Life can be a big noisy party with people talking, music playing, glasses clinking, people dancing and the floor shaking.
Twitter can be a big noisy stream with people tweeting hordes of information flowing past you in a 24-7 stream. Facebook can be a big noisy family and friend gathering with people sharing video clips, pictures, links to articles, and playing games like Farmville and Mafia wars. LinkedIn can be a big noisy networking session with people sharing status updates, resumes, making recommendations and connecting with former coworkers.
No matter what it is, you can probably find the noise and distractions. You can find noise in social media. You can find noise in your neighbor’s party. You can find noise in the privacy of your home.
Even with all the noise, it’s possible for you to understand the person sitting across from you. Or one thirty feet away. Or one thirty miles away. Or one thirty thousand miles away.
That’s because our attention is selective–we can tune in certain things and tune out others. We know how to use filters to tune out the static.
Don’t believe me? Take a look around the room where you are sitting right now and find five things that have green in them. Go ahead and do it.
With a green mindset, you’ll find that the green jumps right out at you. Likewise, whenever you learn a new word, you’ll hear it repeatedly throughout the next couple of days. Similarly, when you decide to purchase a new car, you’ll see that same make everywhere.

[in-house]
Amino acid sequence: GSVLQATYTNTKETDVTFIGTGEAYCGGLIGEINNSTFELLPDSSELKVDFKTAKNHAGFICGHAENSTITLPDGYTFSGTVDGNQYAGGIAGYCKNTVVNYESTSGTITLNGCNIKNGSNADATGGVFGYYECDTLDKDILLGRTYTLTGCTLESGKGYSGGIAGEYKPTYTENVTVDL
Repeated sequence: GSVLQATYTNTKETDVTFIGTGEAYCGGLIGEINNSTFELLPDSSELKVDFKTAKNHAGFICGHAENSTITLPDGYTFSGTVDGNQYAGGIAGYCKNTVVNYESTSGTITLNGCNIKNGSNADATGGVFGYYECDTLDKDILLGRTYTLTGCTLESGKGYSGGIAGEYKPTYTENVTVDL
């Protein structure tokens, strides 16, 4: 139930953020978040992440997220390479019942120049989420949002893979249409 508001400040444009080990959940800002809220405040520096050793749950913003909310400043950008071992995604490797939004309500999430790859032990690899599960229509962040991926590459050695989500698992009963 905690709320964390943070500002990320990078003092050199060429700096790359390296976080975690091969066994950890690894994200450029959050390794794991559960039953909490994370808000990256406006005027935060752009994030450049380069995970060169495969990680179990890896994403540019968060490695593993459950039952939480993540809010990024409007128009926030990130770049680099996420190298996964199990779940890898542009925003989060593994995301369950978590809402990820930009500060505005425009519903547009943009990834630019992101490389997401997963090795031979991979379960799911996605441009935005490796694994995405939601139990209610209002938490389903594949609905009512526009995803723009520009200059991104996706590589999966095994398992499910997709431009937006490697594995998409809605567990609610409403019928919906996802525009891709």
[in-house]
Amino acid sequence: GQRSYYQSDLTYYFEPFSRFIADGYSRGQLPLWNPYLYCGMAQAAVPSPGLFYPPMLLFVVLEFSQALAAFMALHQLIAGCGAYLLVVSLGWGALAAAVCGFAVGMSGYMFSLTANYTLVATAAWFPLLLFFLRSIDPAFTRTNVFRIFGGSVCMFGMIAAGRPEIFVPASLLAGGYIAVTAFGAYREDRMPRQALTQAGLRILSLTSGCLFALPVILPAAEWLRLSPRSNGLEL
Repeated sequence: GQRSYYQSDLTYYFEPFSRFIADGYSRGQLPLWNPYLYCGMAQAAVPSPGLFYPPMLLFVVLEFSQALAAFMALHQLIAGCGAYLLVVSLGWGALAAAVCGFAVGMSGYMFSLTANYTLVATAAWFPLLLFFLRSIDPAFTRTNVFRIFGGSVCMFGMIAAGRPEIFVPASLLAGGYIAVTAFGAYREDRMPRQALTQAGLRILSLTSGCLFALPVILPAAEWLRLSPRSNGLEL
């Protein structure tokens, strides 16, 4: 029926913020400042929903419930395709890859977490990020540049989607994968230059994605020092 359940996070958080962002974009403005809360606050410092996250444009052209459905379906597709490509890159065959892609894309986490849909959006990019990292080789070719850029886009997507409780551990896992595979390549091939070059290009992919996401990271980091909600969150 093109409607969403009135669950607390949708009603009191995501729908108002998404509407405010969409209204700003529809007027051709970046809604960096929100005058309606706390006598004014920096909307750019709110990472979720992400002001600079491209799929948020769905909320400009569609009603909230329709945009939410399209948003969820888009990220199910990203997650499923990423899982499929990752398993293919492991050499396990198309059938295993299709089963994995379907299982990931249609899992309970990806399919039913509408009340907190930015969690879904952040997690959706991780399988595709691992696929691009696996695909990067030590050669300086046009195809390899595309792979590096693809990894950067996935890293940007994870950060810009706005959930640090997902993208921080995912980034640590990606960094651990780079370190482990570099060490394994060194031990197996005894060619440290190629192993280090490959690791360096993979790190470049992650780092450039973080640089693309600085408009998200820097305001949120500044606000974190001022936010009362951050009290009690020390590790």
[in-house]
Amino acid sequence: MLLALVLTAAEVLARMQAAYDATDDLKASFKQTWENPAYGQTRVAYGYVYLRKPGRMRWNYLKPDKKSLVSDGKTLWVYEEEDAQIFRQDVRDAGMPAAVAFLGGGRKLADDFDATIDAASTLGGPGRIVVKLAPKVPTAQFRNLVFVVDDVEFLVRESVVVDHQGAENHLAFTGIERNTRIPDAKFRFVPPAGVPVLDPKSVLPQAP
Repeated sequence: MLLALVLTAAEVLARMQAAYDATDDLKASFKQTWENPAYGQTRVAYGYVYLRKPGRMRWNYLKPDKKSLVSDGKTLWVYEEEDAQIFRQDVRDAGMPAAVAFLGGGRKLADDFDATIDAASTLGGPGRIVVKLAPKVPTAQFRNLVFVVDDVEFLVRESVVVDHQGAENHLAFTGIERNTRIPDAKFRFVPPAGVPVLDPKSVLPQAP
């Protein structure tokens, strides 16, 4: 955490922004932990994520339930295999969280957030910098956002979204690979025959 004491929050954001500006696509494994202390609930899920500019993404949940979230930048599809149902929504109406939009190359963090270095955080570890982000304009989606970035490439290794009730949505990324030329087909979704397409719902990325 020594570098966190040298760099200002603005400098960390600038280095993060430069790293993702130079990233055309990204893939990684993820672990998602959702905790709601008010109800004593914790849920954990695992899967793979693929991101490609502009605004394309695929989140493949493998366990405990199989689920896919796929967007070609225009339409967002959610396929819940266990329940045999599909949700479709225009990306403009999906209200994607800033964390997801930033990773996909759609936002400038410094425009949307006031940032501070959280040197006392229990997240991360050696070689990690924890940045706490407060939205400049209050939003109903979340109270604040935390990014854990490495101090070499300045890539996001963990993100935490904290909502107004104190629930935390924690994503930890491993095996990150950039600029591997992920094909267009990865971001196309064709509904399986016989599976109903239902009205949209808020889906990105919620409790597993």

That’s because people find what they are looking for. If you’re looking for beauty, you’ll find beauty. If you’re looking for the bad in the world, you’ll find it. If you’re looking for the good in others, you’ll find the good. If you’re looking for conspiracies, you’ll find conspiracies.
It’s all a matter of setting your mental channel.
Try the following mental exercise.
Take a look at these four numbers. “One of these things is not like the other. Which of these things just doesn’t belong?”
So which number did you choose? If you choose 1991, congratulations, you chose the right answer. 1991 is the only one that is a palindrome (reads the same forward or backwards).
If you chose 1993 because it is the only one with the number 3, congratulations, you choose the right answer too. If you choose 1993 because it’s the only one that the sum adds up to 22, you got the right answer.
If you choose 9191 because it’s the only one that starts with a nine, pat yourself on the back. You chose the right answer as well.
However if you chose 1919 as the one not like the others because it was the only one with a 1 in the third digit, you are also right.
In other words, they are all right depending upon your point of view. It depends upon your mental channel.
By the time the average American has finished college, he or she has taken more than 2,600 tests, quizzes and exams–many similar to the one you just took–all looking for the right answer.
The challenge is that most of life isn’t this way. Life is ambiguous. There are many right answers–all depending upon what you are looking for. If you think there is only right answer, then you’ll stop looking as soon as you find one.
The practice of looking for the “right answer” can have serious consequences in the way we think about and deal with problems. Nothing is more dangerous than an idea when it’s the only one you have.
For the most effective thinking, we need different points of view. Otherwise, we’ll get stuck looking at the same things and miss seeing things outside our focus.
It’s time to start looking for as many right answers as possible and shift our mental thinking.
What do you think? Is it always about finding the right answer? Can the right answer be different for different people? Share your thoughts.